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The Outlaws makes no bones about the fact that its leads fit into easily recognizable types. Indeed, it has one character — Rani (Rihanne Barreto), the self-described “studious Asian good girl” — just come out and say so in the first episode. “You’ve got your right-wing blowhard, your left-wing militant, celubutante, shifty old-timer and whatever the hell he is,” she explains to Christian (Gamba Cole), whom she playfully dubs the “bad boy.”
The aim of Stephen Merchant and Elgin James’ comedy-thriller series is to dig beyond these types, finding common ground among vastly different characters and building bridges between them that transcend the usual divisions of class or politics or social status. And while its results on that front are mixed at best, a likable cast and genial sense of humor nevertheless make for a generally pleasant time.
Airdate: Friday, April 1 (Amazon Prime Video)
Cast: Rhianne Barreto, Gamba Cole, Stephen Merchant, Christopher Walken, Eleanor Tomlinson, Darren Boyd, Clare Perkins, Jessica Gunning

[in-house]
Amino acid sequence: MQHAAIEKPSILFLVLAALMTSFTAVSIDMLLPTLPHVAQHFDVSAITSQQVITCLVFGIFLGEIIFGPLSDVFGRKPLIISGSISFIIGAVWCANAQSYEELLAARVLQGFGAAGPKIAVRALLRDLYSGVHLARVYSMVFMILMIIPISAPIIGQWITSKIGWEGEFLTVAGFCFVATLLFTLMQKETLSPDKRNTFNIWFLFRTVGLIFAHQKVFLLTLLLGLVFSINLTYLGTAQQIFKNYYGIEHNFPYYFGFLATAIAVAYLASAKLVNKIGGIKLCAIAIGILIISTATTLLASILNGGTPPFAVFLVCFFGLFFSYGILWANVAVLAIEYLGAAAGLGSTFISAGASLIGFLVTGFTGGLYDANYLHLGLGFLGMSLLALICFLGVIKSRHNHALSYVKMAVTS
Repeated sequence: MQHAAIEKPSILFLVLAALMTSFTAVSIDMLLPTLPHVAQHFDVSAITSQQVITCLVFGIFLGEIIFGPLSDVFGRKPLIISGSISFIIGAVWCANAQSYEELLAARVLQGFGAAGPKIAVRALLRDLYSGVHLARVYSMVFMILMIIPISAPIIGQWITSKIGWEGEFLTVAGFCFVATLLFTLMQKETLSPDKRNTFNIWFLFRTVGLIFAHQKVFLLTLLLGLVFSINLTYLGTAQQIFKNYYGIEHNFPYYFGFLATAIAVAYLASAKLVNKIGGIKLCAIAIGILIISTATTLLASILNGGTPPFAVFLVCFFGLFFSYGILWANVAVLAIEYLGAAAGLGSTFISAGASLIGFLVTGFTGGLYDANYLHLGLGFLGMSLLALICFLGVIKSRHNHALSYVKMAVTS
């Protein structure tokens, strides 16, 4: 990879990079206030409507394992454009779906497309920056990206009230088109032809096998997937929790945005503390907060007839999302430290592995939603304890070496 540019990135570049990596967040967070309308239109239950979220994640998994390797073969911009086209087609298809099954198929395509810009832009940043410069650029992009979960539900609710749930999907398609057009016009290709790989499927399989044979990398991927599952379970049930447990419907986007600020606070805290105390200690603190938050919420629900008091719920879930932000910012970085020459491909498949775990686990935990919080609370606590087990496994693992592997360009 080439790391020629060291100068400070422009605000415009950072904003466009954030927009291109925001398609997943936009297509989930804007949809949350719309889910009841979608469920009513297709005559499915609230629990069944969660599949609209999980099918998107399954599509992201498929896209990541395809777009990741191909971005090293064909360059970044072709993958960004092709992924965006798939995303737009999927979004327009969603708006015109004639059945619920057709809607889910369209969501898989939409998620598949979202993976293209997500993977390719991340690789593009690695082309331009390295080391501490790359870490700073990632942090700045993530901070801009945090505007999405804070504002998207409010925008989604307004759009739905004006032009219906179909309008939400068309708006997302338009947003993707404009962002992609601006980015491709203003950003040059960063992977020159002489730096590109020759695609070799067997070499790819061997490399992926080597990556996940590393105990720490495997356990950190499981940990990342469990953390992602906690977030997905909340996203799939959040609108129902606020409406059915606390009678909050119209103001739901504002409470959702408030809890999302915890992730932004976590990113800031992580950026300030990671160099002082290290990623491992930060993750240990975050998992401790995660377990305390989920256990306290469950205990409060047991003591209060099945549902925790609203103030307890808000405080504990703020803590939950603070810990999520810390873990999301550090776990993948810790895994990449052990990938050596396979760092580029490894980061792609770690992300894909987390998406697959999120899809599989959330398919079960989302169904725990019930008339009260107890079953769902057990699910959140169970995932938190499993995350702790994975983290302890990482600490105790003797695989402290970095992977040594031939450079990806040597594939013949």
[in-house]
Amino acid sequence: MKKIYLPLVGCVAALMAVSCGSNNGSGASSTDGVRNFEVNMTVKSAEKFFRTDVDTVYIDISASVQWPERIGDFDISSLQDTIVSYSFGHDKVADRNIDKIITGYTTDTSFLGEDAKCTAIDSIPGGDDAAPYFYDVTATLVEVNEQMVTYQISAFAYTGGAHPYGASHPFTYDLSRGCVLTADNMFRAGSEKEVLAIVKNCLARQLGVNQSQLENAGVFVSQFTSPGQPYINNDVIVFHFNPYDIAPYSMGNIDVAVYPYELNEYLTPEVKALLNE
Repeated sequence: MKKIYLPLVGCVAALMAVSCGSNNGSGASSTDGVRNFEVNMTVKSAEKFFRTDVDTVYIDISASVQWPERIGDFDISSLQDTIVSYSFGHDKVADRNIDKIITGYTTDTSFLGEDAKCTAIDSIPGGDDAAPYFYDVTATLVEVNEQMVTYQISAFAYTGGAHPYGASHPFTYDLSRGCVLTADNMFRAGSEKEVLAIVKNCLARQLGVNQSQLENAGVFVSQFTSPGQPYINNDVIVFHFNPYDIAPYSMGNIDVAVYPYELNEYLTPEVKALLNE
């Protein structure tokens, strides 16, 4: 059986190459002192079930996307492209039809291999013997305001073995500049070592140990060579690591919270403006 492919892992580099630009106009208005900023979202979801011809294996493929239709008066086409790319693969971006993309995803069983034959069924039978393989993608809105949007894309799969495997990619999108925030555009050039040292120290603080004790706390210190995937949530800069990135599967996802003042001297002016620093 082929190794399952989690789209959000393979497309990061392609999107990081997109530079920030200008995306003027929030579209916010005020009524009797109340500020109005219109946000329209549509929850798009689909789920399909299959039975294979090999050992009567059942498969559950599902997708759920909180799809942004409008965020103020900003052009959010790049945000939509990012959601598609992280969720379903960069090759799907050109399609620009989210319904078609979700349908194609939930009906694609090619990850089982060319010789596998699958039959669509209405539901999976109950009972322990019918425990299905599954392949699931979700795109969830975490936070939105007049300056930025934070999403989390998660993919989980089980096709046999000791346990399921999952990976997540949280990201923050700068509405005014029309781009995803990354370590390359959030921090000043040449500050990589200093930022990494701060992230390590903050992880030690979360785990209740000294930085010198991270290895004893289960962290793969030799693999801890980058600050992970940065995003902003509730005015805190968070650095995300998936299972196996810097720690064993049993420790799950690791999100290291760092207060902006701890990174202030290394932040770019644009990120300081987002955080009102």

Creators: Stephen Merchant, Elgin James
Initially, its central gang of strangers are tossed together by semi-random circumstance. Each has recently found themselves in legal trouble for one unrelated matter or another, and each has consequently been assigned community service — 100+ hours cleaning up a derelict building under the watchful eye of Diane (Jessica Gunning, giving off a vibe that’s somewhere between Melissa McCarthy and Dwight Schrute). But a series of events involving a handgun and a duffel bag stuffed with cash significantly up the stakes, binding the outlaws together more closely than they ever could’ve imagined at the start.
It’s an appealing premise for a series, especially if you’re a sucker for shows about misfits forming unlikely friendships. (Up to and including Misfits, to which The Outlaws bears a superficial but obvious resemblance.) The series is at its most enjoyable when its relationships are at their most endearing, like when the characters are dancing on the job to Sam Cooke’s “Chain Gang” or scheming to get one over on Diane like they’re in some much less glamorous version of Ocean’s 11.
But even with six hourlong episodes to fill, the series seems able to dig only so far into its seven core characters, to say nothing of the family, friends and coworkers surrounding each one. Its attempts to flesh out familiar tropes too often rely on still more familiar tropes. Obviously, the influencer (Eleanor Tomlinson’s effervescent hotheaded Lady Gabby) craves attention because she wasn’t loved enough by her rich dad (Richard E. Grant). Of course the aging con artist (Christopher Walken’s appealingly Christopher Walken-y Frank) is trying to repair a relationship with the daughter (Dolly Wells) he’s disappointed too many times before.